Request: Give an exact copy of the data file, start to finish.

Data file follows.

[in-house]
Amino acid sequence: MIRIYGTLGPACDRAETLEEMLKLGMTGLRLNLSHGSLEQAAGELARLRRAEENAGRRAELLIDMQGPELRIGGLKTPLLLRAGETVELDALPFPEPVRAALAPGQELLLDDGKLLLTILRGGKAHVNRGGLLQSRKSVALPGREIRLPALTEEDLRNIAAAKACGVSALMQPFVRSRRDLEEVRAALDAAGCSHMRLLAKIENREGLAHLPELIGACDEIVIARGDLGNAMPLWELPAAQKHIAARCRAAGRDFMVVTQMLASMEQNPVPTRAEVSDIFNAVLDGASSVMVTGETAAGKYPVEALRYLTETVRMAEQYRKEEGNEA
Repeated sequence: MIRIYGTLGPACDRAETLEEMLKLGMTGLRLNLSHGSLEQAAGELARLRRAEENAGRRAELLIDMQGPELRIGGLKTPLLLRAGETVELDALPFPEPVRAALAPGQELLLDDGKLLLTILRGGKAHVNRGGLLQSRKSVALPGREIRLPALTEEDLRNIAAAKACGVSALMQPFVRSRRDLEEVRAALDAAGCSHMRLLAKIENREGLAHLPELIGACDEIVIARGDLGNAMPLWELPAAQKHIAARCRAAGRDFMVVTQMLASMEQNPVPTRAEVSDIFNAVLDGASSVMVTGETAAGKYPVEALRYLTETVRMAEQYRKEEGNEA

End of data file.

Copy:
[in-house]
Amino acid sequence: MIRIYGTLGPACDRAETLEEMLKLGMTGLRLNLSHGSLEQAAGELARLRRAEENAGRRAELLIDMQGPELRIGGLKTPLLLRAGETVELDALPFPEPVRAALAPGQELLLDDGKLLLTILRGGKAHVNRGGLLQSRKSVALPGREIRLPALTEEDLRNIAAAKACGVSALMQPFVRSRRDLEEVRAALDAAGCSHMRLLAKIENREGLAHLPELIGACDEIVIARGDLGNAMPLWELPAAQKHIAARCRAAGRDFMVVTQMLASMEQNPVPTRAEVSDIFNAVLDGASSVMVTGETAAGKYPVEALRYLTETVRMAEQYRKEEGNEA
Repeated sequence: MIRIYGTLGPACDRAETLEEMLKLGMTGLRLNLSHGSLEQAAGELARLRRAEENAGRRAELLIDMQGPELRIGGLKTPLLLRAGETVELDALPFPEPVRAALAPGQELLLDDGKLLLTILRGGKAHVNRGGLLQSRKSVALPGREIRLPALTEEDLRNIAAAKACGVSALMQPFVRSRRDLEEVRAALDAAGCSHMRLLAKIENREGLAHLPELIGACDEIVIARGDLGNAMPLWELPAAQKHIAARCRAAGRDFMVVTQMLASMEQNPVPTRAEVSDIFNAVLDGASSVMVTGETAAGKYPVEALRYLTETVRMAEQYRKEEGNEA